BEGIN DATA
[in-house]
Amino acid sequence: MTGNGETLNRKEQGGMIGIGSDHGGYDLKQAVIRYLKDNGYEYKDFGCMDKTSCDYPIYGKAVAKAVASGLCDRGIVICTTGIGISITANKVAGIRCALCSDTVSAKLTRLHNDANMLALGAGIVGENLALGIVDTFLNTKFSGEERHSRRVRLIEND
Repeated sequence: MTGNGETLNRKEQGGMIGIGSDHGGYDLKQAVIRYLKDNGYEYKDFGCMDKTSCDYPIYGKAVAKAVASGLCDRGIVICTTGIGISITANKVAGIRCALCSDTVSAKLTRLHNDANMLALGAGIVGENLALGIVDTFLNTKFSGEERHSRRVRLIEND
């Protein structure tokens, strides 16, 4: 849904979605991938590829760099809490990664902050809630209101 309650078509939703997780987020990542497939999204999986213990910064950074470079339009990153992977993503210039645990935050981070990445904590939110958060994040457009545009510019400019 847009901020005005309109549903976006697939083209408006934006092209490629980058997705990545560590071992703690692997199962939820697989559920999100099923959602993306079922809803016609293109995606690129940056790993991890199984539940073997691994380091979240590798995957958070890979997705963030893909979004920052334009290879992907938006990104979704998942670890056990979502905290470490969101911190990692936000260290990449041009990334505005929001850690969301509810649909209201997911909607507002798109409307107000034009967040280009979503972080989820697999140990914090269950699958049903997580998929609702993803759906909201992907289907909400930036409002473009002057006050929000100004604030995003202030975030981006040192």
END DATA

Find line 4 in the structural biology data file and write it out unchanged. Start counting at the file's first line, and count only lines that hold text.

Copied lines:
């Protein structure tokens, strides 16, 4: 849904979605991938590829760099809490990664902050809630209101 309650078509939703997780987020990542497939999204999986213990910064950074470079339009990153992977993503210039645990935050981070990445904590939110958060994040457009545009510019400019 847009901020005005309109549903976006697939083209408006934006092209490629980058997705990545560590071992703690692997199962939820697989559920999100099923959602993306079922809803016609293109995606690129940056790993991890199984539940073997691994380091979240590798995957958070890979997705963030893909979004920052334009290879992907938006990104979704998942670890056990979502905290470490969101911190990692936000260290990449041009990334505005929001850690969301509810649909209201997911909607507002798109409307107000034009967040280009979503972080989820697999140990914090269950699958049903997580998929609702993803759906909201992907289907909400930036409002473009002057006050929000100004604030995003202030975030981006040192």